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What Does FTX’s Collapse Mean for Cybersecurity?

Shortly after cryptocurrency exchange FTX filed for bankruptcy, reports circulated that the company was investigating a potential hack.

ftxAs MarketWatch reports, the suspected theft of almost a half a billion dollars may have turned out to be a government asset seizure. The Securities Commission of the Bahamas has announced that it was responsible for transferring $477 million in crypto assets from the bankrupt exchange, “for safekeeping.”

FTX’s U.S. bankruptcy administrators led by attorney John Ray III, who worked on Enron, said in court documents they had “credible evidence” that authorities in the Bahamas had instructed FTX founder Sam Bankman-Fried to obtain debtors’ digital assets after the Chapter 11 filing.

However, as Crypto Briefing reports, blockchain data suggests that a threat actor, not a government authority, seized the lion’s share of the transferred crypto.

Whatever results from the bankruptcy system, as eSecurityPlanet reports, FTX’s implosion underscores the cybersecurity risks of crypto. Indeed, Ray has hired an unspecified cybersecurity forensics team.

Binance, Axie Infinity and other major crypto enterprises have suffered costly data breaches going back to 2014. Brittany Allen, trust and safety architect at fraud prevention firm Sift, called crypto “an optimal target” for cybercriminals “because the transactions are quick and irreversible.” Bad actors also hack computers to use them surreptitiously for cryptocurrency mining.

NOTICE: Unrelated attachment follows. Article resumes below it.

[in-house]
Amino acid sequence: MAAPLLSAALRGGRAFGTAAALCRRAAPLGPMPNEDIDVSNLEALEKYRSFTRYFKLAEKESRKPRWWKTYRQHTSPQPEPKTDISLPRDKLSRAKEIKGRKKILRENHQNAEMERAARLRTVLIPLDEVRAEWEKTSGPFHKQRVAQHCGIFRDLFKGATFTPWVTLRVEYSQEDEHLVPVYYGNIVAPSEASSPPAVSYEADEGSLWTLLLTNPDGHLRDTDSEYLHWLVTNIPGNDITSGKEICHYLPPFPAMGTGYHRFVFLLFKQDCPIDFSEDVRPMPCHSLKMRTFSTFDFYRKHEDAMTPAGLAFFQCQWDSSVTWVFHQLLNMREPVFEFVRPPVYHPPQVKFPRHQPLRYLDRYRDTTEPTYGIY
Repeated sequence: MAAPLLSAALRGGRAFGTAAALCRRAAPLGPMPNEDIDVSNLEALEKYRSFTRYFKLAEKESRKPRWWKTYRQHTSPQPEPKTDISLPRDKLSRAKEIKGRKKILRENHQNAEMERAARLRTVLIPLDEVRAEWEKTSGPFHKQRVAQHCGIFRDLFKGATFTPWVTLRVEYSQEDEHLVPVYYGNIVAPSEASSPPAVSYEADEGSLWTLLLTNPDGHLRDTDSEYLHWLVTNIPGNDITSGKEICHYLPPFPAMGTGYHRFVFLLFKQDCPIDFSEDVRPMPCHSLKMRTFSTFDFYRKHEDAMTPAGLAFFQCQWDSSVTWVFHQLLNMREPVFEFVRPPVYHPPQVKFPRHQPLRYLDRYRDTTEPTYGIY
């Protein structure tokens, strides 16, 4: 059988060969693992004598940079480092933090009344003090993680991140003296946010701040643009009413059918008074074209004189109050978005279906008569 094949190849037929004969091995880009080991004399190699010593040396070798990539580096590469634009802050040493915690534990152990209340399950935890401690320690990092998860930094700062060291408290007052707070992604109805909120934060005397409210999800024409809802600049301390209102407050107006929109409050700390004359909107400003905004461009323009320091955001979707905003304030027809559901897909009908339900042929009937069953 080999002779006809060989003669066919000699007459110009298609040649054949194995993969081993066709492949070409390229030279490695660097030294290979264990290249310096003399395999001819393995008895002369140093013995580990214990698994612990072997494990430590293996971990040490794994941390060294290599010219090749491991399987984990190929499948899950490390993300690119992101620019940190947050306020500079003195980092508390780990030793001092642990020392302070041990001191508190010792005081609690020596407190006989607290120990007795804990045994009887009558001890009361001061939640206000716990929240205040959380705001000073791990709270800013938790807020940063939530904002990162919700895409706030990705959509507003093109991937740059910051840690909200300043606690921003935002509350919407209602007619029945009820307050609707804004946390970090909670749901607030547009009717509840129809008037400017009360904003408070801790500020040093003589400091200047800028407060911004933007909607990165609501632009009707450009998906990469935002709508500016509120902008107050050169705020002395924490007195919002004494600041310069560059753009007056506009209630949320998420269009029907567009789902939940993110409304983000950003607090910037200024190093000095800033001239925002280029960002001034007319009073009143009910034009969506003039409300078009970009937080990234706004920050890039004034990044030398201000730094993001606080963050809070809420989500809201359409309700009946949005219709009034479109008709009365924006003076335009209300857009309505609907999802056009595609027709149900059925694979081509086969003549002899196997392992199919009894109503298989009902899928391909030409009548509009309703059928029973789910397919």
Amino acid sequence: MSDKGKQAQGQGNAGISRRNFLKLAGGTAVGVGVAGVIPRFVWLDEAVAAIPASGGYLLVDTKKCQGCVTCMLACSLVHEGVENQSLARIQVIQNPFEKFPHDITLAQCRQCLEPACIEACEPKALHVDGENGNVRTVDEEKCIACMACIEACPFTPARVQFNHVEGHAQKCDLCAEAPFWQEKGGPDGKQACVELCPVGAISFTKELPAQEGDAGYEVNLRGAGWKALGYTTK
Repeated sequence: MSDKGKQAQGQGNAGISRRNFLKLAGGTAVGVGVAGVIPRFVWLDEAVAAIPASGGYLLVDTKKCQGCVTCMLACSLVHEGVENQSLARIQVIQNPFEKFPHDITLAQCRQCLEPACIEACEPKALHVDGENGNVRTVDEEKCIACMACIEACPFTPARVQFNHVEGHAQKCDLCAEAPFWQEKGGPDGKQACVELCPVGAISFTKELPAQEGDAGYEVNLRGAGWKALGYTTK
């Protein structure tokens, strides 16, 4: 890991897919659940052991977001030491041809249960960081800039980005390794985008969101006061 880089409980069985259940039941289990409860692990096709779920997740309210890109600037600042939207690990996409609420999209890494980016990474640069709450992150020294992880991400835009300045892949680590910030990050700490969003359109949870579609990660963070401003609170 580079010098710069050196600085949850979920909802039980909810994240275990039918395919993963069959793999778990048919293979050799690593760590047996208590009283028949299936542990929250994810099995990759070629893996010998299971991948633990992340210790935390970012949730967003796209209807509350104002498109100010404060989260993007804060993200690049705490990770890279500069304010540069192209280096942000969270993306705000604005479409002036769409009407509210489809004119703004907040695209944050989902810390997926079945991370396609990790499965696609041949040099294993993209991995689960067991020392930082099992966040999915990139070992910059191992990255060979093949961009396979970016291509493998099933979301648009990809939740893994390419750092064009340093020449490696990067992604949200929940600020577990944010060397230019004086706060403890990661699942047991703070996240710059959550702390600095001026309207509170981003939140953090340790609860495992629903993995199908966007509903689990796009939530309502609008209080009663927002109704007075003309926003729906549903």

In light of the risks of crypto, cybersecurity practices in this area need to be even more proactive, Allen suggested. Machine learning, she told the website, helps cryptocurrency companies “automatically stop fake account creations, defend against account takeover attacks and secure every transaction on their platform to mitigate cyberattacks and ensure bad actors aren’t sowing distrust in their platforms.”

Others highlight the potential for regulation, noting that FTX, organized as it was in the Bahamas, wasn’t subject to U.S. financial watchdogs. Josephine Wolff, an associate professor of cybersecurity policy at Tufts University who has studied crypto, told NBC News that the U.S. regulatory regime wasn’t designed to guarantee crypto investments, unlike traditional bank deposits.

Hugh Brooks, director of security operations at web3 security firm CertiK, told BankInfoSecurity that better crypto regulations could prevent similar events in the future. Brooks also shared his view on best practices for setting up a “cybersecurity-first” cryptocurrency exchange.

Phil Venables, chief information security officer on Google Cloud, and Tom Robinson, founder and chief scientist at blockchain analytics firm Elliptic, told The Washington Post that despite short-term turbulence, a digital economy may be more secure in the long run.

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